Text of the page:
Category Archives: Reviews

Review: Death Sworn by Leah Cypess

Review17772-grey-divider-no-background-hiDeath Sworn

by Leah Cypess

Genre: Young Adult High Fantasy

Series: Death Sworn #1

Source: Won from Books: The Cheapest Vacation You Can Buy. (Thank you!)

Book Summary:

When Ileni lost her magic, she lost everything: her place in society, her purpose in life, and the man she had expected to spend her life with. So when the Elders sent her to be magic tutor to a secret sect of assassins, she went willingly, even though the last two tutors had died under mysterious circumstances.

But beneath the assassins’ caves, Ileni will discover a new place and a new purpose… and a new and dangerous love. She will struggle to keep her lost magic a secret while teaching it to her deadly students, and to find out what happened to the two tutors who preceded her. But what she discovers will change not only her future, but the future of her people, the assassins… and possibly the entire world.

book thoughts

YES to YA High Fantasy! I loved the setting of the Assassin’s Caves. It was cut off from the wider world, so the world-building happened slowly but surely and kept me curious. The author didn’t have a lot to work with for rich setting descriptions, but she still managed to draw me into the world, and the language was always vibrant. I absolutely loved the magic system! Utterly unique and enthralling, but still authentically high fantasy.

“She was only seventeen, but already she felt as ancient as the stones around her.”

First of all, Illeni is about the cutest name ever. I really felt for her character. She fell so far. The author portrayed her almost fatalistic view of her life excellently. I know I relate, and that many young adults will. The assassins were a bit more difficult. They were essentially brainwashed. It was hard to understand them (I’m just as much a pacifist as Illeni starts out), so I found it very difficult to relate. Still, I felt for Sorin, who never asked to be an assassin, but had no other opportunity to even survive.

I’m not really a fan of the fairly modern “Oh, I can’t admit I love you because that might lead to labels, or feelings, or even a relationship! Gasp.” type of ” romance”. Love should be the greatest experience we can have – don’t treat it like a burden or something to  just fool around with. However, with these characters I must admit it made sense. They were both expecting to die soon, or at least had been conditioned to think their lives were not their own. Sorin was sweet and charmingly inexperienced, which I always appreciate. Illeni was a bit cold, but she mostly warmed up. Mostly. Her view of the relationship is half the reason I only gave four stars. She says she loves him, then says she can get over it. Sounds like she doesn’t really love him, then, doesn’t it? Or doesn’t understand the concept. Urgh. So frustrating.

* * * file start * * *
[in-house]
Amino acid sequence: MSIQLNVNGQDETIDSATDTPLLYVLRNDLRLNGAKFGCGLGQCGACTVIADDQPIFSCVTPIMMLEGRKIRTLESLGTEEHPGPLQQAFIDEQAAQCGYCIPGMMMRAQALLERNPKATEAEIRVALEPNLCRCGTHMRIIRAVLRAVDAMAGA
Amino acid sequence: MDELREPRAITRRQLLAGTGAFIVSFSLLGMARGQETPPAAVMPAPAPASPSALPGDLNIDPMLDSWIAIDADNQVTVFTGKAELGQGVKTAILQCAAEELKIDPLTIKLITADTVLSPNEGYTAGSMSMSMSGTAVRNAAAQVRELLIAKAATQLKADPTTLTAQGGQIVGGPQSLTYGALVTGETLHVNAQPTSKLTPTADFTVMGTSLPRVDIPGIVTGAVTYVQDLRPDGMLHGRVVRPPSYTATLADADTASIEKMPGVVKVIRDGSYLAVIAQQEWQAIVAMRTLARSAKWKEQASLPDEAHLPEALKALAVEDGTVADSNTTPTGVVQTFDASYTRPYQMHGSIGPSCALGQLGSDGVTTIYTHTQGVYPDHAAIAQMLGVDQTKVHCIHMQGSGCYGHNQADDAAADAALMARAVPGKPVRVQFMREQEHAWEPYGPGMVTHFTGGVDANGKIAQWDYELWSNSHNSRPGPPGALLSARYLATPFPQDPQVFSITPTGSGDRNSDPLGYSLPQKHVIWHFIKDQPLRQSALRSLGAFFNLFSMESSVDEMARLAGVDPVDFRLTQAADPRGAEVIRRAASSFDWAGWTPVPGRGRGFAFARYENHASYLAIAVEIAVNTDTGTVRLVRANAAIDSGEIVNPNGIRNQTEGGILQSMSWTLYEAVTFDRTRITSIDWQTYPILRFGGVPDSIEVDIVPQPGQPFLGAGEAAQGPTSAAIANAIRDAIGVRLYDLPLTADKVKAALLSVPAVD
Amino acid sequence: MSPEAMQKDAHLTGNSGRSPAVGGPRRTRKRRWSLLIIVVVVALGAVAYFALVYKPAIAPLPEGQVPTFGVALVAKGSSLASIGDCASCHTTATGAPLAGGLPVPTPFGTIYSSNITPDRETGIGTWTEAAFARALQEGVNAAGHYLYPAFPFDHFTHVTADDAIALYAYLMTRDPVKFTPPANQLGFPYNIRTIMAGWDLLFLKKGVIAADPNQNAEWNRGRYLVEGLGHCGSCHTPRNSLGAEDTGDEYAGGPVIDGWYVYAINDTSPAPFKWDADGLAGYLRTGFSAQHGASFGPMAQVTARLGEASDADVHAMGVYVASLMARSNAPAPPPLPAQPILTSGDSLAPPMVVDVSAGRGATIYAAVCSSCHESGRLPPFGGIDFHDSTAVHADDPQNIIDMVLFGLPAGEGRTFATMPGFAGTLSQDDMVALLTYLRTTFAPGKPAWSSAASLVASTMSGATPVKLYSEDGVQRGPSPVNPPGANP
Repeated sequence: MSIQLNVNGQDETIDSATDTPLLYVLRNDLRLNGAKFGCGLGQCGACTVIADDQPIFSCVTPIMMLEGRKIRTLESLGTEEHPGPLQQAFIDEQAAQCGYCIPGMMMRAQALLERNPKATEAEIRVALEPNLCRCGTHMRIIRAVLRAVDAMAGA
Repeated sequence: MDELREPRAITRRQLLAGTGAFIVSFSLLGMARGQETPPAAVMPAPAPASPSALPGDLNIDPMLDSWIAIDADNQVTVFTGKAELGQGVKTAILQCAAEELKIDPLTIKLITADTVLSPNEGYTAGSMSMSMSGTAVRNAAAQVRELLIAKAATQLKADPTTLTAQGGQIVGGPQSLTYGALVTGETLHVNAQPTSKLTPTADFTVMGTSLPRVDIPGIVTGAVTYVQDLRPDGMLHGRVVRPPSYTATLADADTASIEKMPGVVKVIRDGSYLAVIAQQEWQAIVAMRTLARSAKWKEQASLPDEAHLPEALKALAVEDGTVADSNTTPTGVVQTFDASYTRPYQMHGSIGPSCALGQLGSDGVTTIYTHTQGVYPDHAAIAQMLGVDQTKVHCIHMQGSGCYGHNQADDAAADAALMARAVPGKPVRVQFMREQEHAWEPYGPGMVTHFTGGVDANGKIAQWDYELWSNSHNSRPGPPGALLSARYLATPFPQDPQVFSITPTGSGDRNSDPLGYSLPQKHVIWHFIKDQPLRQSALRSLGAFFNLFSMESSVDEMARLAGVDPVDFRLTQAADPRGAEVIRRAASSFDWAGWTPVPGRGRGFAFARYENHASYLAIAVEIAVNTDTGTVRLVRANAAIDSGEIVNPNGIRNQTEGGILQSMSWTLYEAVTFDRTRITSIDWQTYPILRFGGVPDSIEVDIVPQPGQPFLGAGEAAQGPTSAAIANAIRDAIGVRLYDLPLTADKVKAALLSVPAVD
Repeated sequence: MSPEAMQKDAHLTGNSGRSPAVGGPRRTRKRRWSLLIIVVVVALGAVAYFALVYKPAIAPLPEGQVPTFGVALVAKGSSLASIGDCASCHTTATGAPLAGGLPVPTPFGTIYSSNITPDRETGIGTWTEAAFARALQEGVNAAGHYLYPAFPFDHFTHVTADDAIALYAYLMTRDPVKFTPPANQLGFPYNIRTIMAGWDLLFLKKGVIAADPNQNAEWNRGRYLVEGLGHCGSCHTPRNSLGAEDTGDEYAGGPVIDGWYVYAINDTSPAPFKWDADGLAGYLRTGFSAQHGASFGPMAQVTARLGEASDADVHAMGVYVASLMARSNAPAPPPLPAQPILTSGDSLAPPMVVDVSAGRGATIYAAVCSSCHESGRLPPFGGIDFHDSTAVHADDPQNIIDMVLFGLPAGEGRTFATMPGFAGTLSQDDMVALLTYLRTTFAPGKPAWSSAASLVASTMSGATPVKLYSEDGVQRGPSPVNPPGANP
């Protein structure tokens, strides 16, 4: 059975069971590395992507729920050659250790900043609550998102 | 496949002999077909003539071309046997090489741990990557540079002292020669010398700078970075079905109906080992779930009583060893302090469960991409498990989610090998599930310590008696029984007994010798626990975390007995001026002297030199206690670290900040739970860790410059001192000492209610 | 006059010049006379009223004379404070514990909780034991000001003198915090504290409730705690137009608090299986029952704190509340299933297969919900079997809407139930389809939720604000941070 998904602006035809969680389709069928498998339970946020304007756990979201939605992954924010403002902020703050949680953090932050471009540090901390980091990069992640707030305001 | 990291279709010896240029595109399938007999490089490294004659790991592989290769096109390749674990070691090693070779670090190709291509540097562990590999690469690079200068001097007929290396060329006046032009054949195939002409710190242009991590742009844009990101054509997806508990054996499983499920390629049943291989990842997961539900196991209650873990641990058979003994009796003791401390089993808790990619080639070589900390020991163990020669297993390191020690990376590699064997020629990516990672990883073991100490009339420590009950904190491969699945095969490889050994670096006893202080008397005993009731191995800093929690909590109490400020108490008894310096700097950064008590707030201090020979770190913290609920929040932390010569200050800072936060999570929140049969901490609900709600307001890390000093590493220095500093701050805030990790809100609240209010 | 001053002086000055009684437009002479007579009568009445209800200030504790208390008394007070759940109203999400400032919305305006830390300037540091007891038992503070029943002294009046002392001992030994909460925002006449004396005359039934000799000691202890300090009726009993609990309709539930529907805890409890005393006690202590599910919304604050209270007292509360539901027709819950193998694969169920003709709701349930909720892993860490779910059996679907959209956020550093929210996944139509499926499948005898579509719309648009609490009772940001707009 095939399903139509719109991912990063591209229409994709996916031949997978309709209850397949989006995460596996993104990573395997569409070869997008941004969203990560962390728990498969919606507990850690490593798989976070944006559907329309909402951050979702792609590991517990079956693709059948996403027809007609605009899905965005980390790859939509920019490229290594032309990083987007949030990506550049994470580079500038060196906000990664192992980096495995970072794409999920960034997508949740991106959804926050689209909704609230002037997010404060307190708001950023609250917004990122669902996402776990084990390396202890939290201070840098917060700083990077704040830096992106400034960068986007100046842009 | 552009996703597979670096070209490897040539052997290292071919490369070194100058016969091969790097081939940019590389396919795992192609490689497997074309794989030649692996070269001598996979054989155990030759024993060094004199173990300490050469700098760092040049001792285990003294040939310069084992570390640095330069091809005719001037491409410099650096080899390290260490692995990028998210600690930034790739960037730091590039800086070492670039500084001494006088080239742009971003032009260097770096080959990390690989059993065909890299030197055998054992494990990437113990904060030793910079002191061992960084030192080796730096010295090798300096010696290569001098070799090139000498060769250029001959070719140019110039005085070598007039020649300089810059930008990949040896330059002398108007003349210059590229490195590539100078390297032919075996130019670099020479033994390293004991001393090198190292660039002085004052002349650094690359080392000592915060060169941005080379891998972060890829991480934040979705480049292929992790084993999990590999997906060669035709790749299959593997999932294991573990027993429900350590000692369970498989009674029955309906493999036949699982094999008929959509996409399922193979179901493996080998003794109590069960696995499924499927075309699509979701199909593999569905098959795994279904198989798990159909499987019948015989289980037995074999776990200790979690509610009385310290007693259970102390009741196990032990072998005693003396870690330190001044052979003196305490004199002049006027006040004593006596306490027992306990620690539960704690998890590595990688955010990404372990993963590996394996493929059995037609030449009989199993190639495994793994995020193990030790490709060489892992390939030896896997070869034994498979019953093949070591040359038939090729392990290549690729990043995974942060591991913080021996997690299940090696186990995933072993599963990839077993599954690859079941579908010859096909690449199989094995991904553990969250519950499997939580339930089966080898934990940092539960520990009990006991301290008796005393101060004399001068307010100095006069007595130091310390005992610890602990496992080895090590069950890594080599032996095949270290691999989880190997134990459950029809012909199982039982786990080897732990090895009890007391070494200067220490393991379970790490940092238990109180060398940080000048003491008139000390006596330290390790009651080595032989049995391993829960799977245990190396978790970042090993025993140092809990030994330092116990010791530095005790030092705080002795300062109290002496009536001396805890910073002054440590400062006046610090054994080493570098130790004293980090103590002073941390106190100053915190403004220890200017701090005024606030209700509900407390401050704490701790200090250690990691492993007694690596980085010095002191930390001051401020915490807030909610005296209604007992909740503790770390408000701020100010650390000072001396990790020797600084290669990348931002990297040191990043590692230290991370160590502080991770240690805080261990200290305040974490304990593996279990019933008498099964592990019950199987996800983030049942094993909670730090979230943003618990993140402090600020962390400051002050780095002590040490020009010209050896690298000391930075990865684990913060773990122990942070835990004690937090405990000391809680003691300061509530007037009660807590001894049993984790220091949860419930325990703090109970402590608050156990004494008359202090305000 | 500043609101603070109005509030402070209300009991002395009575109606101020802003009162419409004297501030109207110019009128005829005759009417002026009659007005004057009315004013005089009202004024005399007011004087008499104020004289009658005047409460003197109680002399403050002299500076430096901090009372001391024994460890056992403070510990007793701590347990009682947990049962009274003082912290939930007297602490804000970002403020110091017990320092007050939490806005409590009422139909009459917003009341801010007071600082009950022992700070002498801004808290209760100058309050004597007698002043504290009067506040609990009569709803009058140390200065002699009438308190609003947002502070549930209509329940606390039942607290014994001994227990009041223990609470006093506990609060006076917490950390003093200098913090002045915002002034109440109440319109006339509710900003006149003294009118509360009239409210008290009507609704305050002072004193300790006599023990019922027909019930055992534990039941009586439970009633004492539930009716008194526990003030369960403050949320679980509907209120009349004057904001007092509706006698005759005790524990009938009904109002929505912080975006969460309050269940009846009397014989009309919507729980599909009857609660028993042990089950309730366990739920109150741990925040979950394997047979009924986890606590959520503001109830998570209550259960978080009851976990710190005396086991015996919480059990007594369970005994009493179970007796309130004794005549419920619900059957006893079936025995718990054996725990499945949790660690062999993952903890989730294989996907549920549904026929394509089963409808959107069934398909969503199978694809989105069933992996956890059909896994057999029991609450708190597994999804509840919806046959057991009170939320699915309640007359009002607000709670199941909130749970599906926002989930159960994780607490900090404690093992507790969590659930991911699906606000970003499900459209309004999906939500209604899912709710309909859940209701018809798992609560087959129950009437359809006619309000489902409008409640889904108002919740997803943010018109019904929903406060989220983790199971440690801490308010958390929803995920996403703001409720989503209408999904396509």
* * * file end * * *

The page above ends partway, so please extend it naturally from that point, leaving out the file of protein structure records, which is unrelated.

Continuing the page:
The other reason I took off a star is the violence. Maybe I shouldn’t have read a book about assassins if I didn’t want violence, but it was more the attitude toward it. I get that the assassins are brainwashed into violence, that they’re fighting an evil empire, etc., but what really bothered me was how quick Illeni was  to dismiss her morals and decide killing was “easy”. It just didn’t sit right with me. I did like her last decision, which seemed more in line with her principles, and I have hope that she’ll really take a stand against the violence and conditioning in the next book, and that the romance will actually be a bit more, you know, romantic. Overall, I enjoyed the story and recommend it.



Review: The Battle of The Labyrinth (Percy Jackson & The Olympians #4) by Rick Riordan

The Battle of the Labyrinth

by Rick Riordan

Genre: Middle Grade Fantasy

Series: Percy Jackson and the Olympians #4

Source: Purchased

Book Summary:

Percy Jackson isn’t expecting freshman orientation to be any fun. But when a mysterious mortal acquaintance appears on campus, followed by demon cheerleaders, things quickly move from bad to worse.
In this fourth installment of the blockbuster series, time is running out as war between the Olympians and the evil Titan lord Kronos draws near. Even the safe haven of Camp Half-Blood grows more vulnerable by the minute as Kronos’s army prepares to invade its once impenetrable borders. To stop the invasion, Percy and his demigod friends must set out on a quest through the Labyrinth – a sprawling underground world with stunning surprises at every turn.